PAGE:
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I would suggest that anyone with more than a passing interest in this topic might consider gaining access to the IEEE Power and Energy Society. (Probably at your local university library.) Most of the publications are behind paywalls, but at least some material can be obtained at their website http://www.ieee-pes.org/
The reason I suggest this is that the membership of this society, made up of academics and practicing engineers, is really in the best place to consider and communicate the technical aspects of power generation, distribution, and management. They don't talk about politics much, though.
Regarding storage, obviously you need something like pumped storage, which is limited by geography and environmental considerations, or lots and lots of batteries. Batteries are expensive, so how do you get people to buy them? By putting them in cars, which are a consumer product that has 100 years of demonstrated demand, an outrageously short capital replacement cycle, and a price point that is tremendously skewed from what would be considered sensible in an objective analysis. Namely, people are willing to blow tons of money on cars when they could take the bus for a lot less money.
Plug-in hybrids and electric cars are all about energy storage, and they are serious, and there is a lot of investment.
There is debate about the reality of this particular installation, and its economics, but the point is that there is interest and activity in the area of grid storage, possibly in proportion to its value and applicability. As the penetration of renewables increases, one would expect that any appropriate compensating systems like this, or other technologies or financial incentives or whatever would also be deployed.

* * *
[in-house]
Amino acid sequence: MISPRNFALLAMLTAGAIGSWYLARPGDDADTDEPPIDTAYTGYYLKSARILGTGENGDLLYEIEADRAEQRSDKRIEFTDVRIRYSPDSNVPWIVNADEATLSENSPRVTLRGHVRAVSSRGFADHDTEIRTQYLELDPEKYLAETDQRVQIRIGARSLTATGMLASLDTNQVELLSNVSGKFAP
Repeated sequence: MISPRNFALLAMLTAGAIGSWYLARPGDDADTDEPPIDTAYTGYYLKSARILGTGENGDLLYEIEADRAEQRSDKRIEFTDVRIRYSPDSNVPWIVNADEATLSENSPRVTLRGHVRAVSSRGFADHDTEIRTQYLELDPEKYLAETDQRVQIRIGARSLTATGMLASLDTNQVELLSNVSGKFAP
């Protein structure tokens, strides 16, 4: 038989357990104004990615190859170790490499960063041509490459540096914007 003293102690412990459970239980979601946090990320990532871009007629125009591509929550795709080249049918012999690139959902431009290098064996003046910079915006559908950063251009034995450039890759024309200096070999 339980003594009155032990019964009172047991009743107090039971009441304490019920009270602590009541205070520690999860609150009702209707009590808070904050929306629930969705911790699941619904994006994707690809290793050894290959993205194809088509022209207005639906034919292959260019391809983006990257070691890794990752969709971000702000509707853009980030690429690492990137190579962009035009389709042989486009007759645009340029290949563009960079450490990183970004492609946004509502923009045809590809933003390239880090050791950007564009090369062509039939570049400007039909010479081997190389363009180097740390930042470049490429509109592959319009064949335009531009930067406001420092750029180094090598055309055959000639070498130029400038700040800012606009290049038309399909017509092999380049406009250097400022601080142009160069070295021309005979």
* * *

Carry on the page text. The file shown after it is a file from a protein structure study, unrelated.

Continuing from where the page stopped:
Running an HVDC grid to grid electricity superhighway is especially interesting when one side has substantial hydropower capacity, since that is a market that has a stockpile of quickly dispatchable power that is able to benefit from the UHVDC transmission capacity in both directions, buying power that is cheaper than the price that effectively ration the available supply of hydropower when available, and in turn being able to sell that hydropower capacity that has been freed up at a higher price.
On the side of that HVDC line where at some times the excess immediately harvested sustainable power is coming from and where at some other times the higher price bid for the hydropower capacity is coming from, there's an incentive to have at some local stored power capacity as well. If some of that local stored power is piles of biocoal by a thermal generating plant, then that seems likely to be complementary with some more quickly dispatched power store such as battery or modular hydro or whatever (eg, compressed air or compressed hydraulic power store), for the time period required between cold start and generating power, with similar production capacity but substantially less total power storage.
I've been accused of being a Marxist, yet while Harpo's my favourite, it's Groucho I'm always quoting. Odd, that.
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